How to Pay a Live-In Home Health Aid

by David Goldfarb

Many adults with health issues require around-the-clock assistance—at least when they are awake. While some people will move into long-term care facilities, many others will want to remain in their own homes where they feel most comfortable. The home health care industry provides important assistance to those adults who want to stay at home but who can no longer care for themselves. Instead of a rotating door of home health assistants, many people choose to hire a live-in aide whom they can get to know and trust.

However, paying someone to stay with you or a loved one 24 hours a day can prove expensive. After all, live-in home health care workers are entitled to minimum wage just like anyone else, which is at least $12 per hour in New York City as of December 13, 2017. This means that a year’s worth of care can cost upwards of $105,000 or more. Some people need home health assistance for years, which can quickly deplete their assets.

Anyone who hires live-in assistance must ensure full compliance with all wage and labor laws. If you fail to pay a live-in worker adequately, you can face costly liability and back pay should that person take legal action down the line. An experienced elder law attorney can help make sure you comply with all applicable laws so you don’t risk your assets.

New Rules Regarding Live-In Home Health Aides

Interpretations of labor laws regarding the payment of home health aides who worked 24-hour shifts have swarmed in New York recently. The New York State Department of Labor (NYSDOL) had previously issued opinions that anyone paying 24-hour home health aides could exclude three hours per day for meal times and eight hours a day for sleep time. However, New York Appellate Courts caused confusion by ruling in three cases that home health aides should receive pay for all 24 hours of their shifts.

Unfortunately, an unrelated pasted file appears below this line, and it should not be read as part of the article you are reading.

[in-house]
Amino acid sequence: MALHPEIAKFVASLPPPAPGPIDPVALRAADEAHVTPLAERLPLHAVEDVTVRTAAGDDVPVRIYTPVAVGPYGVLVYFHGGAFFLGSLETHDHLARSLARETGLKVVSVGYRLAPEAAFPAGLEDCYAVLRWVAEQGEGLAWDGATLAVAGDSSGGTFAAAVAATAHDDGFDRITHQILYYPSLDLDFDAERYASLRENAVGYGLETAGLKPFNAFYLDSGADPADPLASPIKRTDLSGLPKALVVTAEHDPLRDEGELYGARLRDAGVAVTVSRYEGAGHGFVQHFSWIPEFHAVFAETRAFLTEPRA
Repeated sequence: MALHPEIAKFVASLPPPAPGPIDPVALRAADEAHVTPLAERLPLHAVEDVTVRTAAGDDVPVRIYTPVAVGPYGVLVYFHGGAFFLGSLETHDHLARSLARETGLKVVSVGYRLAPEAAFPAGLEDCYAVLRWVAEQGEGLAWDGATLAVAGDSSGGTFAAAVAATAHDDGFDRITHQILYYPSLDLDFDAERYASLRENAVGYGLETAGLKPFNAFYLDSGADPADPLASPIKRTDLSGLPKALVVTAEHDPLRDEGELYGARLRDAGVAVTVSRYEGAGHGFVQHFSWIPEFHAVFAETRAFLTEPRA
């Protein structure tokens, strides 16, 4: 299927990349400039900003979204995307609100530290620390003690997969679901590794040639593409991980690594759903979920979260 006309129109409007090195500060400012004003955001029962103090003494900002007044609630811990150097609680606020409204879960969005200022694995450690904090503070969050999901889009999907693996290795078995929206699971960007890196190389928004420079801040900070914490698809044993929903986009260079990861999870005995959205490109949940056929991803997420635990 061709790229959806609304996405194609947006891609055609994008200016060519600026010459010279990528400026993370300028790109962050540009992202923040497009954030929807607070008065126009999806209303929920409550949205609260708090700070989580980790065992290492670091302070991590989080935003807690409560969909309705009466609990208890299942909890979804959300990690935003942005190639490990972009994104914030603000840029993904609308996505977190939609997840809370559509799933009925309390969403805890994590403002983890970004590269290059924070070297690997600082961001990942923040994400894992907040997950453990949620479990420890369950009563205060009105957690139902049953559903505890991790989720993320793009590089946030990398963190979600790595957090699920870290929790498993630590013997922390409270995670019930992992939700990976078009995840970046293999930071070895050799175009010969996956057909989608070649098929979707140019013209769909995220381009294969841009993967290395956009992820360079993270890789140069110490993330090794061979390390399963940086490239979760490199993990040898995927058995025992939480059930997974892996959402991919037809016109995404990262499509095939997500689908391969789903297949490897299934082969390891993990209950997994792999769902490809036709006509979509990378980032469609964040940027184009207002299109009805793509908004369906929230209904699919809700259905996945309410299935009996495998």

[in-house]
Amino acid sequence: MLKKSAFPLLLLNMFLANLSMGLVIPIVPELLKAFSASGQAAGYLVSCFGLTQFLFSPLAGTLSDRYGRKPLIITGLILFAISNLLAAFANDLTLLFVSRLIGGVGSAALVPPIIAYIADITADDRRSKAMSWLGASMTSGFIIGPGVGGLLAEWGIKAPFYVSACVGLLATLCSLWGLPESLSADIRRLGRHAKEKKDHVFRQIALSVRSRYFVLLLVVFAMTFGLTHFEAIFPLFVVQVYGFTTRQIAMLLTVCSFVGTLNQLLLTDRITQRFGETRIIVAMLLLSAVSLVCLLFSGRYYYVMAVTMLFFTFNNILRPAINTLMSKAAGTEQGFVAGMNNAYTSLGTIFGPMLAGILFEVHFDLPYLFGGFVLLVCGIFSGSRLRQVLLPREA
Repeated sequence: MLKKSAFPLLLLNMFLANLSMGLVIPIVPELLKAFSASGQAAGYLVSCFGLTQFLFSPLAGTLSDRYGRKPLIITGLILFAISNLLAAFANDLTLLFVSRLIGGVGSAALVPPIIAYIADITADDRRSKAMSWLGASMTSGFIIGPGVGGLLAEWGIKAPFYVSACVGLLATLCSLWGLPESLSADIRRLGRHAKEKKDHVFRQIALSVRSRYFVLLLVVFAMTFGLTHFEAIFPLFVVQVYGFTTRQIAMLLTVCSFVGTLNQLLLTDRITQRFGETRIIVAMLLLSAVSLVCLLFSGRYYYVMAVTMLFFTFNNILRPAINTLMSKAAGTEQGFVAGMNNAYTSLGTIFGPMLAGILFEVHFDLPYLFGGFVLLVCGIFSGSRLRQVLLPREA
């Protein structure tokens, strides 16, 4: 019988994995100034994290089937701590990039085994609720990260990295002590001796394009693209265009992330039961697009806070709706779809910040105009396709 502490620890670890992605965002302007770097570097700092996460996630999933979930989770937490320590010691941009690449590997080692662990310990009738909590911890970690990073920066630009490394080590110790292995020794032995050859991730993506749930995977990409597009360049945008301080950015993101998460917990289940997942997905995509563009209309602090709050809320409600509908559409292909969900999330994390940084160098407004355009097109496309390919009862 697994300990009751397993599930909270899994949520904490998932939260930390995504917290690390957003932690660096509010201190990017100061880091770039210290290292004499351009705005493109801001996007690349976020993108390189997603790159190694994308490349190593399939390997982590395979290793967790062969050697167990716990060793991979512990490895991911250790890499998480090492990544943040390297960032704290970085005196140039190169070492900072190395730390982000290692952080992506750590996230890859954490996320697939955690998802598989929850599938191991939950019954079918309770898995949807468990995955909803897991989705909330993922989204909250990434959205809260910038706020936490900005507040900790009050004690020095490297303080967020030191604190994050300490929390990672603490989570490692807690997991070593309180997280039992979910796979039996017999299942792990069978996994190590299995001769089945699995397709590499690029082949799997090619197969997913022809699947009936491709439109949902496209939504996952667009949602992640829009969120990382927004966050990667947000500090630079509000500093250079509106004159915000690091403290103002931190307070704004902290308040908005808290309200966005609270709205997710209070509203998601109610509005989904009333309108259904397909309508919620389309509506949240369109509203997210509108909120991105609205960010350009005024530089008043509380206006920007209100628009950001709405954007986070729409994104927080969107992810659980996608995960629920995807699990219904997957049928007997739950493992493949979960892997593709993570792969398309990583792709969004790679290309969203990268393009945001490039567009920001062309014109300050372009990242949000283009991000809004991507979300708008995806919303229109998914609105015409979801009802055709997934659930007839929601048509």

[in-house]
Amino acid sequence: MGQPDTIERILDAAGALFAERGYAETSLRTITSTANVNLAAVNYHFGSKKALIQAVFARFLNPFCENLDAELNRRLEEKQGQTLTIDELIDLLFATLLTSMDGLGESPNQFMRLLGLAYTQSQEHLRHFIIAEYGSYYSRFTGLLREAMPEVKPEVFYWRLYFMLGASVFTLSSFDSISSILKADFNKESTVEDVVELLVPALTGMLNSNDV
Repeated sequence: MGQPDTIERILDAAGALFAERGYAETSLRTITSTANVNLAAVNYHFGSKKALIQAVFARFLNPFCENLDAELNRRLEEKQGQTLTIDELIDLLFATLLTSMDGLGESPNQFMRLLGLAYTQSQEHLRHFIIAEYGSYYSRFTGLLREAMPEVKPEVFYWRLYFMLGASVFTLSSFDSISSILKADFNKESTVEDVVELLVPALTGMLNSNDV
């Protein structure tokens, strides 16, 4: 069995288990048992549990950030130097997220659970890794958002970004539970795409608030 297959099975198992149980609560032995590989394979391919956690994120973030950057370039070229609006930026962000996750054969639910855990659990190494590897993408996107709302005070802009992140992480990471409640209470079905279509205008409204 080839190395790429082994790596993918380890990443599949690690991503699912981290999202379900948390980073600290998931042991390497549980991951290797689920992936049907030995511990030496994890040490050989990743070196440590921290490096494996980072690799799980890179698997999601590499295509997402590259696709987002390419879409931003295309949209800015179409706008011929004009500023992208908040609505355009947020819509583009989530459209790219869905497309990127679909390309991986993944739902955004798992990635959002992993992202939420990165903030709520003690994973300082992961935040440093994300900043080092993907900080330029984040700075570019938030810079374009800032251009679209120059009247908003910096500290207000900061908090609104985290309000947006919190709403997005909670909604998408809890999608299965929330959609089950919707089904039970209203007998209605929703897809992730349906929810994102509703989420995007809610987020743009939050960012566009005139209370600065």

The NYSDOL claimed that such a requirement would threaten the home health industry and cause many people to needlessly face institutionalization at a long-term care facility because they could not afford to pay for 24 hours’ worth of care each day. Therefore, the NYSDOL recently issued an emergency amendment to its Minimum Wage Order with only one change: the Wage Order “shall not be construed to require that the minimum wage is paid for meal periods and sleep times…for a home care aide who works a shift of 24 hours or more.” This codifies that you are not required to pay a home health aide for more than 13 hours per 24-hour shift, accounting for times allotted for sleeping and eating.  However, there are also Federal labor laws and regulations which may apply and the courts have not come to a final resolution on this issue.

A New York Elder Law Attorney Can Assist You

As an aging adult or a family member of an aging adult, it is natural for all of the options regarding health care and the cost of each to cause confusion. At Goldfarb Abrandt & Salzman LLP, we can advise you regarding the pros and cons of each option. Call our office at (212) 387-8400 or contact us online to set up a consultation today.